Shaunna Murphy
February 02, 2017 6:14 am
Twitter/Beyoncefan666

Wednesday, February 1st was a day full of high highs (Bey is preg!) and extremely low lows (are we at war with Australia, now?), but somehow the weirdest thing to happen was this Beyoncé fan Twitter account, that “predicted” her pregnancy announcement… back in July.

Right after Bey made the glorious, much needed announcement that she and her husband, Shawn Carter (he will be just Shawn to us forever after Lemonade), had been “blessed two times over,” tweets from the seemingly-psychic Twitter account @beyoncefan666 began to go viral. Because not only had this Beyoncé, Gaga, and Donald Trump-focused account mentioned Bey’s pregnancy on January 28th, they mentioned it long, long ago, in the before time.

In fact, the account almost entirely consists of predictions about the three figures listed above that later came true.

Like Bey performing at the Video Music Awards on August 28th.

They even knew it would be a medley!

They also predicted when Gaga would release Joanne.

…And her Super Bowl performance.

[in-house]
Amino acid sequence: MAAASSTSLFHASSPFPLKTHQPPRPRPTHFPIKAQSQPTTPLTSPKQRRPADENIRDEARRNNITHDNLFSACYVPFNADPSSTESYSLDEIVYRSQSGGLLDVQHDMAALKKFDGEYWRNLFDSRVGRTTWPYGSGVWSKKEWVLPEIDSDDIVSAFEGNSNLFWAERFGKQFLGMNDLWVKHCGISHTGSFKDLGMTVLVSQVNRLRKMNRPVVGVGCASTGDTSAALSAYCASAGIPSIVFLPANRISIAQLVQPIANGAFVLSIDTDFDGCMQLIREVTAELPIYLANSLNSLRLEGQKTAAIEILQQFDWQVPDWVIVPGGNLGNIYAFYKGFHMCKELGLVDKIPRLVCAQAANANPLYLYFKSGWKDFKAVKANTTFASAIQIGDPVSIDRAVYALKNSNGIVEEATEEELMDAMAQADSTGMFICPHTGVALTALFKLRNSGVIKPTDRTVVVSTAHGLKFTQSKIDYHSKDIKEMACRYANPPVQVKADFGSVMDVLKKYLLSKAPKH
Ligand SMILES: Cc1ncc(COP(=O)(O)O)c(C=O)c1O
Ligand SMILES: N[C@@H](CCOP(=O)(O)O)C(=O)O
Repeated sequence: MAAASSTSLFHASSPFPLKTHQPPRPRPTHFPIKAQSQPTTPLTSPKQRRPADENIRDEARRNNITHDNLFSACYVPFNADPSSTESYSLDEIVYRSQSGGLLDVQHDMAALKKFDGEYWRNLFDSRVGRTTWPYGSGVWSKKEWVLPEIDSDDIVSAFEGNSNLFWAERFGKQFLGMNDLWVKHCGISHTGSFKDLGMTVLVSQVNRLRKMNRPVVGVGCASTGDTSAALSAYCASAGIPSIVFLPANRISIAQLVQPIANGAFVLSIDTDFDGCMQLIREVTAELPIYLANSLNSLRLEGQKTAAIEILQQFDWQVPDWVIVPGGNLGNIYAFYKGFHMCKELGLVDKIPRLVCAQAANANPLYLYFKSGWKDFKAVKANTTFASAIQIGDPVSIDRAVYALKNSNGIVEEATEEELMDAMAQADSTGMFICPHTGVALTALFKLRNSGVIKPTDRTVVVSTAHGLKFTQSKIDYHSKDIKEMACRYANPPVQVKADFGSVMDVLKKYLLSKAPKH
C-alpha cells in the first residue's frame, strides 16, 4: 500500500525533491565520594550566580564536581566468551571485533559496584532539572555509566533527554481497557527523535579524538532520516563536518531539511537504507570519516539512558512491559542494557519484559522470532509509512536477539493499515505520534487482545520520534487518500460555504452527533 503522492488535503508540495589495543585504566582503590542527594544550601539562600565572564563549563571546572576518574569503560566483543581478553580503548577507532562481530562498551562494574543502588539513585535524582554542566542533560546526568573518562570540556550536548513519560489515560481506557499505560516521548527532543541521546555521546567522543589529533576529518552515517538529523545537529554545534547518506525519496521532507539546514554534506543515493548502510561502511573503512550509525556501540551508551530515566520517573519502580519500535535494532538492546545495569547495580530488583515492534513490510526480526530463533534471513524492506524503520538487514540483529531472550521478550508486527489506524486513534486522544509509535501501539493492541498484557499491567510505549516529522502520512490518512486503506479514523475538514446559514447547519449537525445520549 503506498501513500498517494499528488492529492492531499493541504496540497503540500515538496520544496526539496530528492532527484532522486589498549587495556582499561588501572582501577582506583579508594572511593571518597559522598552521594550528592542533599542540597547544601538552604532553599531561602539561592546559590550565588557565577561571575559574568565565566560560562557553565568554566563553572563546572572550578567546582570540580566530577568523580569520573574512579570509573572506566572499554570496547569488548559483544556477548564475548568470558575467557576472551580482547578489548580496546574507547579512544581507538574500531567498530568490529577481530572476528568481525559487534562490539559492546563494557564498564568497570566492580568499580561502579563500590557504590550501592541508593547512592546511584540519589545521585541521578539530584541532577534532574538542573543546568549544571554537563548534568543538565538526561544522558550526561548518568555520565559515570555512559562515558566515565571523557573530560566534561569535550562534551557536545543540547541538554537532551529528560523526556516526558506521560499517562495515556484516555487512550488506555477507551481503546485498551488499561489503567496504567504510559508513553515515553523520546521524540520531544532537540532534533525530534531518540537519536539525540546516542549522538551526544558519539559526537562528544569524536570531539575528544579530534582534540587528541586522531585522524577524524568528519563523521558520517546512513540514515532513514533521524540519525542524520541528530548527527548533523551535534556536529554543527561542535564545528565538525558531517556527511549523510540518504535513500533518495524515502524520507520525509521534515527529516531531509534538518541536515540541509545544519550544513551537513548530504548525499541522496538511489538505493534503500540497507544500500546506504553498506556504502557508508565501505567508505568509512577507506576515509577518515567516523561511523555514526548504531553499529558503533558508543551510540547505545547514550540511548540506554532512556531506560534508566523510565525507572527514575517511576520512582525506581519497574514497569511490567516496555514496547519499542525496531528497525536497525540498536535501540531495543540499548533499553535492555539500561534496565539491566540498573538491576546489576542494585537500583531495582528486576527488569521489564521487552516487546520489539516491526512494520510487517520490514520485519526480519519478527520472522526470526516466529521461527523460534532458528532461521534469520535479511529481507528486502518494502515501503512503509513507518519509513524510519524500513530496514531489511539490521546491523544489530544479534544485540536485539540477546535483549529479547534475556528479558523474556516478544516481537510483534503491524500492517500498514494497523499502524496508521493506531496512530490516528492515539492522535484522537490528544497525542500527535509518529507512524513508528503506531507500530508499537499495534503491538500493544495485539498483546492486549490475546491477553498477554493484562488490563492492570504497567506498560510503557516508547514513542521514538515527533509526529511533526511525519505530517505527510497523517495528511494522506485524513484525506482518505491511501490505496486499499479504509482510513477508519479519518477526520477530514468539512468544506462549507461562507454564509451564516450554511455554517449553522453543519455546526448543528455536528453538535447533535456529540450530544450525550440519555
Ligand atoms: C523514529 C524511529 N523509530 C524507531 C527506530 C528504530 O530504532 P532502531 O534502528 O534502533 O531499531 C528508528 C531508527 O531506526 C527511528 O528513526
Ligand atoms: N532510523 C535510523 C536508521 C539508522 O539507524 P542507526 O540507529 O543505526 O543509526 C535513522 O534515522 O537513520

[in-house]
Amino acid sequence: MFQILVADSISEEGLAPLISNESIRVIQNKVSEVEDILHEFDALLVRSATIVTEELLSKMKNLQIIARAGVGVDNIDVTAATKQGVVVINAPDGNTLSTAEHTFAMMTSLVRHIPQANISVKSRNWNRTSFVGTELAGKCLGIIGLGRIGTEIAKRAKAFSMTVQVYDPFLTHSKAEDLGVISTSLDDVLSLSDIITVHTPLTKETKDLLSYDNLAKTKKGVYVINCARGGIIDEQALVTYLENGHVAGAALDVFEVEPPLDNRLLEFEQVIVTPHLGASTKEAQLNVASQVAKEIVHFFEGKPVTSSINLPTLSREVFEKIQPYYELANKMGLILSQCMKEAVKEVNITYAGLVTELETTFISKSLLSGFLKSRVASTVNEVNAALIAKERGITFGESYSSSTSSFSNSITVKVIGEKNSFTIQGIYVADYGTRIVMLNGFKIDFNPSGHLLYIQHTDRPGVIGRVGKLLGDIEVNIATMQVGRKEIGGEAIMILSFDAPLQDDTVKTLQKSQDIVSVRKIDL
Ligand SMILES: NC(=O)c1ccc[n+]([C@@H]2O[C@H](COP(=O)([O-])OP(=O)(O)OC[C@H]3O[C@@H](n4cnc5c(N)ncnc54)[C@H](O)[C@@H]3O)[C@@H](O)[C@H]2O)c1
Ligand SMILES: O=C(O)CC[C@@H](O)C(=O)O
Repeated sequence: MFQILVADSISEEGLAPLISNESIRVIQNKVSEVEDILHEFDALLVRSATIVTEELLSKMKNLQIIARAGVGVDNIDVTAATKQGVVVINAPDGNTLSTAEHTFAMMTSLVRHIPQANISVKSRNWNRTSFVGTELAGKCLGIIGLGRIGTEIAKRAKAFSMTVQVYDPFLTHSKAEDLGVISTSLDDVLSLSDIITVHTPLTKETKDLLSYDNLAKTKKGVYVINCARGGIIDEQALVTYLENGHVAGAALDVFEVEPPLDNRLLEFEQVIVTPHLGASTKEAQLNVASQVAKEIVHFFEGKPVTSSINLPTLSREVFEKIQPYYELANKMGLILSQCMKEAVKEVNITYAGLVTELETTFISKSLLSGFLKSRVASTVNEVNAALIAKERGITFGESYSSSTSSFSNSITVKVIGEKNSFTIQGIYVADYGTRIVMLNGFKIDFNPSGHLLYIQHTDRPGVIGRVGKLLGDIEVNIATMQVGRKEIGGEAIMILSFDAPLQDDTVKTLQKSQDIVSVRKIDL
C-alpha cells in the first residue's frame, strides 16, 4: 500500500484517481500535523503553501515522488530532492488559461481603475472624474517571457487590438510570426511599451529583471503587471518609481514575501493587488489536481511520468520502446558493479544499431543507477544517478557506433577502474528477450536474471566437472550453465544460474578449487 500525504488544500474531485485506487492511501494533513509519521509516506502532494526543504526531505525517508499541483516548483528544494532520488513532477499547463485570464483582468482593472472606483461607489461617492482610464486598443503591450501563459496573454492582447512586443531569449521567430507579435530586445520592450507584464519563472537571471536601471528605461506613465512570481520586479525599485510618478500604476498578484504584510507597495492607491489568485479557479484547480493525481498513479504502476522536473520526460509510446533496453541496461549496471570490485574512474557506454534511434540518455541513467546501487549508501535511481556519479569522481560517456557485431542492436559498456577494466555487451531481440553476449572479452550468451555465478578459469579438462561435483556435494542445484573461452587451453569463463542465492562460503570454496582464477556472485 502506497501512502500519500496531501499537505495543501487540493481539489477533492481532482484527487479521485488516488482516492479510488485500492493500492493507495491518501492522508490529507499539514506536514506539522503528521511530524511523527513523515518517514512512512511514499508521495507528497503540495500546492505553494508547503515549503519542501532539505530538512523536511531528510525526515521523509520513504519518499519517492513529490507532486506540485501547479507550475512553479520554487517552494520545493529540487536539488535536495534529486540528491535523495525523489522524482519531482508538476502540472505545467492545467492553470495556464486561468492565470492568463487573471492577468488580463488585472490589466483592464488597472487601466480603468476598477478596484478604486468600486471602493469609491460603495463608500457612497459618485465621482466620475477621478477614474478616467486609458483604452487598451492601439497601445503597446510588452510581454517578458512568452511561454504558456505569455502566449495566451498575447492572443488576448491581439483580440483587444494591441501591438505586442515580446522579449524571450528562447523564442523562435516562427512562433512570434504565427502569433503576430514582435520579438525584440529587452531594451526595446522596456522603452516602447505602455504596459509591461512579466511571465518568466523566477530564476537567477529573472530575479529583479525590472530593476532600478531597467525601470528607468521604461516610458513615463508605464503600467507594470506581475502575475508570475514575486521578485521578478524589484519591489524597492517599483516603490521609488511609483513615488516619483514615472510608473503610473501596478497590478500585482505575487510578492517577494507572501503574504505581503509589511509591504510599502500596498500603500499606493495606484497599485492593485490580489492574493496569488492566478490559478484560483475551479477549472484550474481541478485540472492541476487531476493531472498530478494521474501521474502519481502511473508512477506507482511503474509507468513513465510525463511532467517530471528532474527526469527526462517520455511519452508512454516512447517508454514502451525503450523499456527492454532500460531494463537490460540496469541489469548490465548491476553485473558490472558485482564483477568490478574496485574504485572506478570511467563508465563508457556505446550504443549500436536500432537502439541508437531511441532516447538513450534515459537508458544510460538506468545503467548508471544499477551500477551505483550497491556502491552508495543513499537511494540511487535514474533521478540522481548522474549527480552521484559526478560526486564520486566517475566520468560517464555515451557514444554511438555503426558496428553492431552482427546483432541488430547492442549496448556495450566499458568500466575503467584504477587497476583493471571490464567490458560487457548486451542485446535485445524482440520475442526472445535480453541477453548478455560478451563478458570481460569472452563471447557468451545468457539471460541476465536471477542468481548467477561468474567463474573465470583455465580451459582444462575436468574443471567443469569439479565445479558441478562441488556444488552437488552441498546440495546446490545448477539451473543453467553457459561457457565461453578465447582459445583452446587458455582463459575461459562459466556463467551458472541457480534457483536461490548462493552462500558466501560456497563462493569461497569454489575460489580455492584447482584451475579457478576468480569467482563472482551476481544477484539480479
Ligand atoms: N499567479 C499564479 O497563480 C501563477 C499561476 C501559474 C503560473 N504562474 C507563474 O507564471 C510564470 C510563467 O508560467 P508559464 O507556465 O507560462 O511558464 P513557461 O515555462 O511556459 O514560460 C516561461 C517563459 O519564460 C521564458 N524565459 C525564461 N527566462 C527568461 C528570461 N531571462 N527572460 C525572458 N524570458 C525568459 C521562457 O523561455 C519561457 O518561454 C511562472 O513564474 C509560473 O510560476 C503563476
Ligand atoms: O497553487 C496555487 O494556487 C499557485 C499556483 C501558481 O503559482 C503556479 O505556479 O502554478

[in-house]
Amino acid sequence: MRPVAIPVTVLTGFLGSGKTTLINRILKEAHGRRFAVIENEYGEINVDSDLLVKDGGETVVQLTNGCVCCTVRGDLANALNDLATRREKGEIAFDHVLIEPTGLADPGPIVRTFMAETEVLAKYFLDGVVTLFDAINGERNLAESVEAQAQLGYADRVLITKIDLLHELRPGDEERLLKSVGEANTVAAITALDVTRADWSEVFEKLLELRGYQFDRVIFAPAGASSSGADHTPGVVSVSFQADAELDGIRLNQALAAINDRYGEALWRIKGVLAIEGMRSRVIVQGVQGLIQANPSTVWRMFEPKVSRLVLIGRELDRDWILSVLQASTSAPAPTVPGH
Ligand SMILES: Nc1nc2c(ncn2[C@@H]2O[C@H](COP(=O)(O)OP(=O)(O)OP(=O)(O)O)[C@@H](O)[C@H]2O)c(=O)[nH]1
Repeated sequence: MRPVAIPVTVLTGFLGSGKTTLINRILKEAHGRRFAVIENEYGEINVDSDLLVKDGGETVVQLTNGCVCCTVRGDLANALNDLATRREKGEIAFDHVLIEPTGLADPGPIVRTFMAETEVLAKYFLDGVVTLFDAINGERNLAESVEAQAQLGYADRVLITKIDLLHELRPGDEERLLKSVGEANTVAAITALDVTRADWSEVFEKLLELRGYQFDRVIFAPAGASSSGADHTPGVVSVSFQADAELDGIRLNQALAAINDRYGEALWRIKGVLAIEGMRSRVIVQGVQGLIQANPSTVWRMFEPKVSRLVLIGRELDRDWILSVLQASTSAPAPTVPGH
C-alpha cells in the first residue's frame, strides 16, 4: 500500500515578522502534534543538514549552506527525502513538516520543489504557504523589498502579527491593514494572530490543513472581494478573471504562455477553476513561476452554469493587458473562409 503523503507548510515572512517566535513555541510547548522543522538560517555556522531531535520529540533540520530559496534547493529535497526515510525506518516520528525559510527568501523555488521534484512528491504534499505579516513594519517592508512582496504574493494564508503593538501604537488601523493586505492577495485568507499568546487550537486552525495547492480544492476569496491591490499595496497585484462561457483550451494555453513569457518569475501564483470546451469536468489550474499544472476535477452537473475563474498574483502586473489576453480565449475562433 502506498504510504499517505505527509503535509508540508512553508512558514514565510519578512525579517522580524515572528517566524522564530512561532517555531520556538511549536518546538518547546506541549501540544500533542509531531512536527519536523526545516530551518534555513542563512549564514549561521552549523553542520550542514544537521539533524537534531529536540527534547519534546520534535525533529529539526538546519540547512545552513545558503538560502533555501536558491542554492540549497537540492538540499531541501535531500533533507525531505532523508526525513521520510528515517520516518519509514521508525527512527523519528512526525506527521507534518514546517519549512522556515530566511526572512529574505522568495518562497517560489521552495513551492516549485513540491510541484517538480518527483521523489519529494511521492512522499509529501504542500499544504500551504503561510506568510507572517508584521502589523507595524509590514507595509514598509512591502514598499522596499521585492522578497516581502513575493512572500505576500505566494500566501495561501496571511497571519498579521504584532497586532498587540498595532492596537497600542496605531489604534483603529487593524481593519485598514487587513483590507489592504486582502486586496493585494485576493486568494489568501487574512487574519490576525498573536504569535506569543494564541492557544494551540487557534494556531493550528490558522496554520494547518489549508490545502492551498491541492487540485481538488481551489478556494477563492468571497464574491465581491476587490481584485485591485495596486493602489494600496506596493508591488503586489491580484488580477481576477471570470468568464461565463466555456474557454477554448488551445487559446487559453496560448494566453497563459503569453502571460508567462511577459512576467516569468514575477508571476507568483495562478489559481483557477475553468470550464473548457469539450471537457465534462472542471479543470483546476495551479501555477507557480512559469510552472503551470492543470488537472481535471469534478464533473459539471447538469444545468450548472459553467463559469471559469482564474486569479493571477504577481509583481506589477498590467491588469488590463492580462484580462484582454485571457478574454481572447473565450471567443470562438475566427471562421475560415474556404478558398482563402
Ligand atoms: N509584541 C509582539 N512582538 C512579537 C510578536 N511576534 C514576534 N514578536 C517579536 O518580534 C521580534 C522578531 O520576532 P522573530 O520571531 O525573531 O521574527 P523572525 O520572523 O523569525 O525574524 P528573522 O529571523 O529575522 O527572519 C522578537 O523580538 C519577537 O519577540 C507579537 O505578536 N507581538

It’s also important to note that this account predicted the UK Brexit.

It’s all pretty eerie at first glance, but as Guardian pointed out, there’s a pretty simple solution to how this all went down. @Beyoncefan666 likely tweeted out multiple possibilities that could play out in different scenarios, like the US election and the UK Brexit, back when their account was still private. All of the freaked out responses to their tweets were posted today and yesterday, so the popular theory is they only went public once Bey released her pregnancy announcement.

A similar tactic was used in 2014 by an account called “Fifa Corruption” that “predicted” major World Cup events, but followers with fast fingers screen-grabbed evidence of the account posting multiple outcomes before deleting them.

So, sorry guys — @Beyoncefan666 is probably a fake, and in other news, the Easter Bunny isn’t real, either. But we appreciate their efforts, and will keep our eyes peeled to their account in the days to come, hoping they prove us wrong.

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